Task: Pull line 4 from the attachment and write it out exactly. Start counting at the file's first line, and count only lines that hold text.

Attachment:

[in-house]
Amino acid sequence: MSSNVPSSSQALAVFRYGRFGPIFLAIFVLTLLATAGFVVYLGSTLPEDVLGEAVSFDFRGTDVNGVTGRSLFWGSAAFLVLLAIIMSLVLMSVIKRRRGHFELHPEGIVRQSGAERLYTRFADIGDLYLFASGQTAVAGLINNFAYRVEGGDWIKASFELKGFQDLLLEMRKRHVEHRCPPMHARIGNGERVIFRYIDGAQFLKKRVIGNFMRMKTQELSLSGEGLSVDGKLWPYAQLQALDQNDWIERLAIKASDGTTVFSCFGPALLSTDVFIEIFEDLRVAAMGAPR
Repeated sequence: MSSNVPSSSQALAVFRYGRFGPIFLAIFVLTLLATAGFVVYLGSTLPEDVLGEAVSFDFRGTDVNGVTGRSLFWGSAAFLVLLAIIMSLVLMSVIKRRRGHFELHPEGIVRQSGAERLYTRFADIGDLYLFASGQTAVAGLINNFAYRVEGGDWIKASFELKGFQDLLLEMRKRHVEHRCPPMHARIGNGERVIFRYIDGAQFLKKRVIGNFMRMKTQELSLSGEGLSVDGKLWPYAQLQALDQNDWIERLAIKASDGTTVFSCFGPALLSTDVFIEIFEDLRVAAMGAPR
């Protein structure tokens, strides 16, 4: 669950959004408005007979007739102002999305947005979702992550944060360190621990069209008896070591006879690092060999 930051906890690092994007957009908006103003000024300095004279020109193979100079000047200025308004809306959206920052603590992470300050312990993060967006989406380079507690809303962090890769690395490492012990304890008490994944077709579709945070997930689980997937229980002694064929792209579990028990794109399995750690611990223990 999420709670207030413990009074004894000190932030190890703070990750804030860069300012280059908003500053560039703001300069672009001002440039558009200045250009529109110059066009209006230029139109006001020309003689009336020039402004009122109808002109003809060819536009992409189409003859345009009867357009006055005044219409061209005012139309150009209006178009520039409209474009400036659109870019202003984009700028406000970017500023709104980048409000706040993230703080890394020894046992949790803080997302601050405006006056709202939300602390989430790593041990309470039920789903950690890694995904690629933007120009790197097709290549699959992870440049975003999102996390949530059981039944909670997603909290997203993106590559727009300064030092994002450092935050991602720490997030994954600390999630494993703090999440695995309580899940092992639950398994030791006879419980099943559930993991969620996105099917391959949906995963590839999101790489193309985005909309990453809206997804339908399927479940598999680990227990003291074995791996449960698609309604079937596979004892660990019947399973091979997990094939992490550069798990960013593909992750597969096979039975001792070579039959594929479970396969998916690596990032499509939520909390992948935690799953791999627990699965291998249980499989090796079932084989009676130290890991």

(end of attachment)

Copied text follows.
């Protein structure tokens, strides 16, 4: 669950959004408005007979007739102002999305947005979702992550944060360190621990069209008896070591006879690092060999 930051906890690092994007957009908006103003000024300095004279020109193979100079000047200025308004809306959206920052603590992470300050312990993060967006989406380079507690809303962090890769690395490492012990304890008490994944077709579709945070997930689980997937229980002694064929792209579990028990794109399995750690611990223990 999420709670207030413990009074004894000190932030190890703070990750804030860069300012280059908003500053560039703001300069672009001002440039558009200045250009529109110059066009209006230029139109006001020309003689009336020039402004009122109808002109003809060819536009992409189409003859345009009867357009006055005044219409061209005012139309150009209006178009520039409209474009400036659109870019202003984009700028406000970017500023709104980048409000706040993230703080890394020894046992949790803080997302601050405006006056709202939300602390989430790593041990309470039920789903950690890694995904690629933007120009790197097709290549699959992870440049975003999102996390949530059981039944909670997603909290997203993106590559727009300064030092994002450092935050991602720490997030994954600390999630494993703090999440695995309580899940092992639950398994030791006879419980099943559930993991969620996105099917391959949906995963590839999101790489193309985005909309990453809206997804339908399927479940598999680990227990003291074995791996449960698609309604079937596979004892660990019947399973091979997990094939992490550069798990960013593909992750597969096979039975001792070579039959594929479970396969998916690596990032499509939520909390992948935690799953791999627990699965291998249980499989090796079932084989009676130290890991």